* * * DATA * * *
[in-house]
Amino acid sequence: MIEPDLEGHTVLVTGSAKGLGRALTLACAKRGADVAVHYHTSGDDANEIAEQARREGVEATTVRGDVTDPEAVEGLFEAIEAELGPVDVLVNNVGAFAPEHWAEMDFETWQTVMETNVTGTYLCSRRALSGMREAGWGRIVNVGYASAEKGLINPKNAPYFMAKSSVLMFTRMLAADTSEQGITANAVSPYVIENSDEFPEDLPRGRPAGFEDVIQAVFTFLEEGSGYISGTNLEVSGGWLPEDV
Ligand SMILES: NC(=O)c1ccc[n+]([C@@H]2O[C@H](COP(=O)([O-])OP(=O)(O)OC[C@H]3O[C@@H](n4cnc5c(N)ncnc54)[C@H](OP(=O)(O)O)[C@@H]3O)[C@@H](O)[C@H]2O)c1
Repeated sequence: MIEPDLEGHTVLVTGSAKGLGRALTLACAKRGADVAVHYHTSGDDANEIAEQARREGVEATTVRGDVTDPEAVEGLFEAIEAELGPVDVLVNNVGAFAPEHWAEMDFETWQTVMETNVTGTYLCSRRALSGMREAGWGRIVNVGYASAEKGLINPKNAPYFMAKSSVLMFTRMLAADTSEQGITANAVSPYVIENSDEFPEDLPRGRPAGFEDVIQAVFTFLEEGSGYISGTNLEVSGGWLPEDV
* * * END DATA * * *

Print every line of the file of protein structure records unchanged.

[in-house]
Amino acid sequence: MIEPDLEGHTVLVTGSAKGLGRALTLACAKRGADVAVHYHTSGDDANEIAEQARREGVEATTVRGDVTDPEAVEGLFEAIEAELGPVDVLVNNVGAFAPEHWAEMDFETWQTVMETNVTGTYLCSRRALSGMREAGWGRIVNVGYASAEKGLINPKNAPYFMAKSSVLMFTRMLAADTSEQGITANAVSPYVIENSDEFPEDLPRGRPAGFEDVIQAVFTFLEEGSGYISGTNLEVSGGWLPEDV
Ligand SMILES: NC(=O)c1ccc[n+]([C@@H]2O[C@H](COP(=O)([O-])OP(=O)(O)OC[C@H]3O[C@@H](n4cnc5c(N)ncnc54)[C@H](OP(=O)(O)O)[C@@H]3O)[C@@H](O)[C@H]2O)c1
Repeated sequence: MIEPDLEGHTVLVTGSAKGLGRALTLACAKRGADVAVHYHTSGDDANEIAEQARREGVEATTVRGDVTDPEAVEGLFEAIEAELGPVDVLVNNVGAFAPEHWAEMDFETWQTVMETNVTGTYLCSRRALSGMREAGWGRIVNVGYASAEKGLINPKNAPYFMAKSSVLMFTRMLAADTSEQGITANAVSPYVIENSDEFPEDLPRGRPAGFEDVIQAVFTFLEEGSGYISGTNLEVSGGWLPEDV